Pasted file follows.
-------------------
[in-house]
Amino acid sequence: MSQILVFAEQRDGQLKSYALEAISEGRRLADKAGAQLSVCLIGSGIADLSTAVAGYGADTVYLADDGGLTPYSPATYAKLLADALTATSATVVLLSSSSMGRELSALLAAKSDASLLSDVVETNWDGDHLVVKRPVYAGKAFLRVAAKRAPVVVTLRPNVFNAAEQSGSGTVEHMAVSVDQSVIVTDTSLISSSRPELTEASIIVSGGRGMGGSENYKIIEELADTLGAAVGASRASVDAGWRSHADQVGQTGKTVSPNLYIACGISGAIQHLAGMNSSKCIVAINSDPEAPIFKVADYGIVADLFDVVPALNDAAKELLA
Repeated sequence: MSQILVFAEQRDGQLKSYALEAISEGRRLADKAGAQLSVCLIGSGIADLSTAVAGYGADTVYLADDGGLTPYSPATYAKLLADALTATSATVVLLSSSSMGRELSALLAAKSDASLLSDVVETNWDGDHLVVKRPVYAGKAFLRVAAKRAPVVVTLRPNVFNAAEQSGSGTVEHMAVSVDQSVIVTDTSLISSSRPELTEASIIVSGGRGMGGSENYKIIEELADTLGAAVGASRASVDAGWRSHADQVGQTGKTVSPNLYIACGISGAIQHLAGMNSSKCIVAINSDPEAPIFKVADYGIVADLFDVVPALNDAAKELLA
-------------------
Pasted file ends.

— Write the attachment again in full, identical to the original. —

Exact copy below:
[in-house]
Amino acid sequence: MSQILVFAEQRDGQLKSYALEAISEGRRLADKAGAQLSVCLIGSGIADLSTAVAGYGADTVYLADDGGLTPYSPATYAKLLADALTATSATVVLLSSSSMGRELSALLAAKSDASLLSDVVETNWDGDHLVVKRPVYAGKAFLRVAAKRAPVVVTLRPNVFNAAEQSGSGTVEHMAVSVDQSVIVTDTSLISSSRPELTEASIIVSGGRGMGGSENYKIIEELADTLGAAVGASRASVDAGWRSHADQVGQTGKTVSPNLYIACGISGAIQHLAGMNSSKCIVAINSDPEAPIFKVADYGIVADLFDVVPALNDAAKELLA
Repeated sequence: MSQILVFAEQRDGQLKSYALEAISEGRRLADKAGAQLSVCLIGSGIADLSTAVAGYGADTVYLADDGGLTPYSPATYAKLLADALTATSATVVLLSSSSMGRELSALLAAKSDASLLSDVVETNWDGDHLVVKRPVYAGKAFLRVAAKRAPVVVTLRPNVFNAAEQSGSGTVEHMAVSVDQSVIVTDTSLISSSRPELTEASIIVSGGRGMGGSENYKIIEELADTLGAAVGASRASVDAGWRSHADQVGQTGKTVSPNLYIACGISGAIQHLAGMNSSKCIVAINSDPEAPIFKVADYGIVADLFDVVPALNDAAKELLA